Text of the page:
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Crooked Creek

Crooked Creek, an Ozark highland stream, starts in Boone County, south of Harrison, and flows approximately 80 miles through oak-hickory hardwood forests, cedar glades, and pasture land until it converges with the White River below the town of Cotter. Its stream bed is composed primarily of limestone gravel, boulders, bedrock, and sand. In few places does the stream exceed more than 80 feet in width. Influenced by numerous springs, the water is clear and cool. In most reaches, the gradient is not steep and flows are usually mild. The creek does have a large watershed and heavy rains can turn it quickly into a dangerous, raging torrent. The stream is most floatable from early spring to early summer. Most floaters use canoes but fiberglass jon boats are also common although more diffficult to drag across rock riffles and shallow shoals. The 20-mile reach from Pyatt to Yeliville is usually floatable except during the driest summers with only minimal dragging. Many anglers prefer to wade fish and may travel several miles up or down the stream. Public access is limited so be sure to contact landowners before crossing private property. Below Yellville, the stream dries up almost completely in the summer and fall.

Crooked Creek contains one of the best smallmouth bass fisheries in America and anglers from over 20 states fish it regularly. It is one of Arkansas' two Ozark Blue Ribbon Smallmouth Streams (the other being the nearby Buffalo River). When various aspects of its smallmouth fishery were compared to those of other famous streams, it invariably ranked within the top three in all categories. These categories included density [number of smallmouth per mile), catch-rates (fish per hour), growth rates, size structure of fish population, yield (pounds harvest/hour), fishing pressure (hours of fishing per acre), and others. The streams we compared to included the New River, VA and WV; James River, VA; Piney Creek, MO; Courteois Creek, MO; Shenandoah River, VA; Plover Creek, Wl; and several others. None of those streams ranked as high consistently in all categories. Smallmouth do so well because Crooked Creek has excellent habitat (many deep pools, deep runs, boulders, large woody debris, and undercut banks), the water is cool and highly aerated by numerous riffles, the growing season is long, and forage (crayfish, sunfish, and minnows) is abundant.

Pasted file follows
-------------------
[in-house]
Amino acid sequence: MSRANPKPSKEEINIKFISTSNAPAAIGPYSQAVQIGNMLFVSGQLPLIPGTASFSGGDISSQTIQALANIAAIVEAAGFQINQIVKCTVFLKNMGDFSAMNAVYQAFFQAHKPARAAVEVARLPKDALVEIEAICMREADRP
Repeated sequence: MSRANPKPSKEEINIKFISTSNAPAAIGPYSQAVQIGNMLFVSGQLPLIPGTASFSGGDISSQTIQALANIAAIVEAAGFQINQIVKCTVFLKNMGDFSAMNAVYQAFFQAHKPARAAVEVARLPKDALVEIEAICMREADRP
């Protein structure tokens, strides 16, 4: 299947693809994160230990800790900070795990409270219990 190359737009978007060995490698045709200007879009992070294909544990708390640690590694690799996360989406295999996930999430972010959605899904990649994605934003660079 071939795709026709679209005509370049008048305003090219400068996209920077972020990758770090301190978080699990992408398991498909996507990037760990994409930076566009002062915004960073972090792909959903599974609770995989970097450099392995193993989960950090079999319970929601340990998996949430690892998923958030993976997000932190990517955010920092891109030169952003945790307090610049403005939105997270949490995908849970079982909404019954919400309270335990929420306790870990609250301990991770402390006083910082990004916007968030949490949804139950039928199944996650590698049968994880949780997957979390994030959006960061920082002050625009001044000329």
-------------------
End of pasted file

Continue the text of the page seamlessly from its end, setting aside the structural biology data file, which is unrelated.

Every year a number of 4- to 5-pound smallmouth are caught on Crooked Creek. Once in awhile a 6-pound smallmouth will be caught. Many three pounders are also taken. The average smallmouth will be about 1 pound. It is not uncommon for an angler to catch over 40 fish in a day. Catches of over 100 in a day have been reported to creel clerks.

Crooked Creek also contains an excellent fishery for Ozark bass in the one Pound class. Largemouth bass, channel and flathead catfish, green sunfish are fairly common.

Crooked Creek is, unfortunately, a very good source for sand and gravel. Because of rapid population growth and attendant construction in the Ozarks, demand for these materials has become high. Large-scale gravel mining became a serious threat to the quality of the stream. A concerted effort was made by conservationists to have it placed on the Extraordinary Resource Waterbody list of the State of Arkansas. Inclusion on that list would have outlawed gravel mining within the banks of the creek. That effort failed (when the 12 member Arkansas Pollution Control & Ecology Commission voted 9-3 not to put it on the list in January 1997) but undoubtedly helped stimulate the development and reform of the state's gravel mining laws in 1996 by focusing attention on the damage potential of uncontrolled mining. These laws greatly restrict where and when gravel may be mined and require a reclamation plan. The AG&FC will work closely with the ADPC&E (the regulatory agency) to ensure that miners comply with these laws to minimize the effects of their operations. Other activities of Man, such as confined animal production, land clearing, and road building, also impact the stream. The Crooked Creek Coalition (contact Emily Whitlock 501-481-6120) is an active group of individuals and clubs dedicated to the conservation and protection of Crooked Creek.

Ozark Blue Ribbon Stream Regulations: The daily limit of smallmouth bass is 2 and they must be at least 14 inches long to keep. Fish are measured from the nose (mouth closed) to the tip of the tail (tail lobes pressed together).